Santorini is an adjective-rich environment. Words like stupendous, splendiferous, astounding, monumental, breath-taking, and wonderous could all be used (sometimes several to a sentence) to describe what might be the most beautiful island that I have ever been to. It is simply… stunning. For the life of me I cannot understand how anyone would wish to approach this island by air, although it too might have a phenomenal approach, when arriving by sea is an option. As the ferry approaches the collection of islands referred to locally as Thira, people rush the catwalks, all jostling for a view and a prime camera position, and leaving me to worry that the boat might begin to list to one side. And the approach view is… miraculous! Vast 300 meter high cliffs rise from a central lagoon bordered by several islands which together make up the islands of Thira. The remnants of a huge volcanic eruption, that occurred sometime before lunch on August the 4th, 1589 BC, these islands are geologically remarkable (something that Ashley never ceases to geek out on), and home to some of the most extraordinary towns, well… anywhere. Small white houses with the traditional blue shutters and doors sit high atop the cliffs, looking down on the lagoon and all who arrive. The new arrivee can only think, “I want to be, I MUST BE, up there.” So, let’s add this up, volcanoes, huge lagoon, 300 meter cliffs, boats, blue ocean, black sand beaches, fresh seafood, spectacular views, picturesque towns and friendly locals. Sounds like the recipe for a pretty good time, eh! Oh, and did I mention it is the location almost universally recognized as having the most staggering, striking and magical sunsets on the planet?
Now that I have released all of that synonym research it is important to note that all of this beauty does come with a pretty steep price. It is, unfortunately, not yours to covet all on your own. At anytime you must digest this entire splendor with thousands of other like-minded people, each processing it in their own unique way. Tourists, almost always, disappoint me. But before pointing out that I am indeed one of the aforementioned visitors, please allow me to illustrate what I mean. It is my concerted effort while visiting another’s country to do my best to speak their language (even if I massacre it), eat their food, follow their cultural traditions and respect their habits. While in many places this is not a difficult thing to accomplish and witness in other visitors, in Santorini (because of its popularity) they commit the equivalent of opening an underage bar. They let everyone in, even the stupid pre-teens who can’t hold their booze and wind up throwing up all over the floor. Walking down a narrow crowded street it is easy to hear the following, “Edgar, look at that pearl necklace, only 2500 euro, are these real pearls like we have in England, or are they Greek pearls?”. Another if you please, “Terry, I’m so hung-over from last night mate, this Greek beer is shit, I wish we could get some fucking VB.” And to finish my point, “Earl, can’t we go to a restaurant with real food tonight? I’m sick of all this funny cheese, oil and fish.” So, having established my point, it would be fair to say that during our visit to Santorini, along with all the splendor, wonder and appropriate oohhhing and arrring, it was a fairly common occurrence to wish for the opportunity to relieve the world of a few people that should not have been allowed to live in the first place.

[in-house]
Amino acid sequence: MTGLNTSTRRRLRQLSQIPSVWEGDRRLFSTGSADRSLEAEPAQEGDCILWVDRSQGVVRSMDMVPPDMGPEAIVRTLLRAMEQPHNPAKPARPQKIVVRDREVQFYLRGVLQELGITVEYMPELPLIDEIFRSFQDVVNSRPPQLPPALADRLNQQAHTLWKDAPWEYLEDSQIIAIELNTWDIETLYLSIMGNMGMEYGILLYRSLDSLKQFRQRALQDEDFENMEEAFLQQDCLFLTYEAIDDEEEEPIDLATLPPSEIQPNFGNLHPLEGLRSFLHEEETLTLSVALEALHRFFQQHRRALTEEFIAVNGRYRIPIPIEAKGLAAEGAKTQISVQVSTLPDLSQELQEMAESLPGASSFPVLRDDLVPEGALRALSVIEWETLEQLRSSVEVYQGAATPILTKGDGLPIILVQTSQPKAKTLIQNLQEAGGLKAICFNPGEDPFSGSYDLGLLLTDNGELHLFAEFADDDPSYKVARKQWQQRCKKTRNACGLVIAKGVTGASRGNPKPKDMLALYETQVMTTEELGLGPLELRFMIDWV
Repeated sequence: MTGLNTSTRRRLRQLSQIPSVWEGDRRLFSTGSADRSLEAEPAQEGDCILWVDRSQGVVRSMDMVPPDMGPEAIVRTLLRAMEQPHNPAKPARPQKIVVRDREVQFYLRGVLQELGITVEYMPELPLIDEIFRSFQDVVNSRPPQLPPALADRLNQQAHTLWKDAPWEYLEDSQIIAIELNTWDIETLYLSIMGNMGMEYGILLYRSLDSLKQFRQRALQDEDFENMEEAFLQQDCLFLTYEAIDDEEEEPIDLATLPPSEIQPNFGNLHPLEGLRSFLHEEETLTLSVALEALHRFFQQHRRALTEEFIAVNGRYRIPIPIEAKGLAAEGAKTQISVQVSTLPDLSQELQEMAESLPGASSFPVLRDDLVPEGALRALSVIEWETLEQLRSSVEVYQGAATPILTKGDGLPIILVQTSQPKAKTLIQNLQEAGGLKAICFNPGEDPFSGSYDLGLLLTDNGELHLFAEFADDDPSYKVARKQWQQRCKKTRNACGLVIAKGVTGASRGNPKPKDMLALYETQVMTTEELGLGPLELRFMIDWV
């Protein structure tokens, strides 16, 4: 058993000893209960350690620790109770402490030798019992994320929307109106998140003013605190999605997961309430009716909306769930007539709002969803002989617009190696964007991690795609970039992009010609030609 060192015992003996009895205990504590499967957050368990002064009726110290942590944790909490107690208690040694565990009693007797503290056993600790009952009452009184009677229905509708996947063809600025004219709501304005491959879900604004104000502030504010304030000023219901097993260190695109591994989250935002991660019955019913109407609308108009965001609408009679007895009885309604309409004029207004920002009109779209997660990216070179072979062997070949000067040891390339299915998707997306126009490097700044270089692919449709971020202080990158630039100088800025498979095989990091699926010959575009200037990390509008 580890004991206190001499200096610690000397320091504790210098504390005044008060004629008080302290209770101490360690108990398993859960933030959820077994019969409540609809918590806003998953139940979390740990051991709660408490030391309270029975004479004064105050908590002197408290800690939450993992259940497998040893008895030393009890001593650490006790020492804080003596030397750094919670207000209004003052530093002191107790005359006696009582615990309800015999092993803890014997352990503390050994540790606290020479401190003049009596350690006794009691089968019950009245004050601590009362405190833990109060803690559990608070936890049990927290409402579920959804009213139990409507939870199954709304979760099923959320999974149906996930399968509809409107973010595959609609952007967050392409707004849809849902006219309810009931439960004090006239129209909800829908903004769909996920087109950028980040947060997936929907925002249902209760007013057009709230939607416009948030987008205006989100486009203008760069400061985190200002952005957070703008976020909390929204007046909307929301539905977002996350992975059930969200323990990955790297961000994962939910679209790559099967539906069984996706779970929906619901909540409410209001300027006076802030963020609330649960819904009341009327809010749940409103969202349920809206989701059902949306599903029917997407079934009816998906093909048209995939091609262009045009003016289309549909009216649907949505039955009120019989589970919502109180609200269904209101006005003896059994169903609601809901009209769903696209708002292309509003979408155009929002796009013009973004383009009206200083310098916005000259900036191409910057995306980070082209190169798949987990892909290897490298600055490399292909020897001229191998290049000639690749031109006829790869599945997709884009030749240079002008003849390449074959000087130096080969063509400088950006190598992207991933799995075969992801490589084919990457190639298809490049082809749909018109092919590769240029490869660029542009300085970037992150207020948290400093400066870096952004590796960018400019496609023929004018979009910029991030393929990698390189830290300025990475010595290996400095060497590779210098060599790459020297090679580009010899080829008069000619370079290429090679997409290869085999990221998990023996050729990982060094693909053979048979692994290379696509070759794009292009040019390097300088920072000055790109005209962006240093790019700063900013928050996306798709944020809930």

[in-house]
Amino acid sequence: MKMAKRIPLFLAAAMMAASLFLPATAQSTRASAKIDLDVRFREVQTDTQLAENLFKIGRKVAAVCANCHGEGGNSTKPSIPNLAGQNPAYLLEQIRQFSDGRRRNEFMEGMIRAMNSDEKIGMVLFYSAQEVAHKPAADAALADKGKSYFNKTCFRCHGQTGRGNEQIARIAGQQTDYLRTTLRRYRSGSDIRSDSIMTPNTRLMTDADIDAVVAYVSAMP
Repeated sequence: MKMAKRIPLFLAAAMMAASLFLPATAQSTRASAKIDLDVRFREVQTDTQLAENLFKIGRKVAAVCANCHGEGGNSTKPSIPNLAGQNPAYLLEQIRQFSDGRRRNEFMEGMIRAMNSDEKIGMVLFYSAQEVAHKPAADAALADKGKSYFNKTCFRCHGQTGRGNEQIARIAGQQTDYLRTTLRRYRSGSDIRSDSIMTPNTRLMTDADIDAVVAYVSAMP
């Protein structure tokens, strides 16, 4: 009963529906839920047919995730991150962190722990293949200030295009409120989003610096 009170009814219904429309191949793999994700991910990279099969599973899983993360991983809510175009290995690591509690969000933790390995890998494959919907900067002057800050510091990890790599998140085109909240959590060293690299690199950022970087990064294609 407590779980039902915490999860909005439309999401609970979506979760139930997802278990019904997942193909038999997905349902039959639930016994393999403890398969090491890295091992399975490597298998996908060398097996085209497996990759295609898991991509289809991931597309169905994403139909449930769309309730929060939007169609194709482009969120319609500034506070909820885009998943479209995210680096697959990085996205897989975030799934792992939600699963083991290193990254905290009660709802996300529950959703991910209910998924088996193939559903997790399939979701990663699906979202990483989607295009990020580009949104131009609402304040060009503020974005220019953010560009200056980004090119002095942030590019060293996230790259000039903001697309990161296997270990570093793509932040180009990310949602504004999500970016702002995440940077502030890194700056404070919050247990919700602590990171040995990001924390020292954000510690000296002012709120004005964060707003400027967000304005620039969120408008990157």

Sailing around the lagoon on our second day (in addition to being enormously helpful from a geologic point-of-view) also mitigated the influx of stupid people. We visited Nea Kameni, climbing the barren slopes to a sulfur spewing crater surrounded by igneous and metamorphic rocks that Ashley assures me are geologically significant. We leaped from the boat into the cool Aegean Sea and swam ashore to bathe in the warm, iron rich waters of hot springs on Palea Kamini (Lily – trooper that she is – came with us and made the journey on Daddy’s back). We visited the outlying island of Therasia, which, unexpectedly, was heaven-on-earth. Free of idiotic tourists asking for a “Coke with ice, not just a few ice cubes, but a respectable amount of ice,” Theresa is a oasis of calm, traditional Greek culture and great seafood. Partaking of the fresh squid skewered with local vegetables only left a small window of time to visit the village perched high atop a cliff. Free of vehicles of any kind, the locals still use mules to transport all commodities to and from the port. It was wonderful!
Finally we landed at Oia (pronounced EE-ya), reputedly the – previously mentioned – possessor of the greatest sunset in all of Christendom. Sitting amongst the hordes, looking out across the waters of the Aegean I felt unexpectedly joined to my solar-worshipping compatriots – numbskulls included. Whether we came via a slow ferry, airplane or multimillion dollar yacht we were all here to see the sun go to bed. As my daughter sang “Mr. Sun, Sun, Mr. Golden Sun… Mr. Sun goes to beeeeddddd” I looked around me suddenly felt a sense of solidarity, and forgave the tourists their infractions. The sun went to bed and everyone clapped, celebrating the wonder of nature they had just witnessed. For once everyone was not watching TV, no one was surfing the internet and no one was buying porn at the news-agent that stood just a few yards from the outlook we now stood on. Everyone was breathless at a sight that should be routine to them, but was made anew because of the wonders of Santorini. So thanks Santorini, despite all else you gave me something that I will take to my grave. You allowed a cynic to show his daughter and wife the ‘greatest sunset in the world” and share it with thousands of other assholes.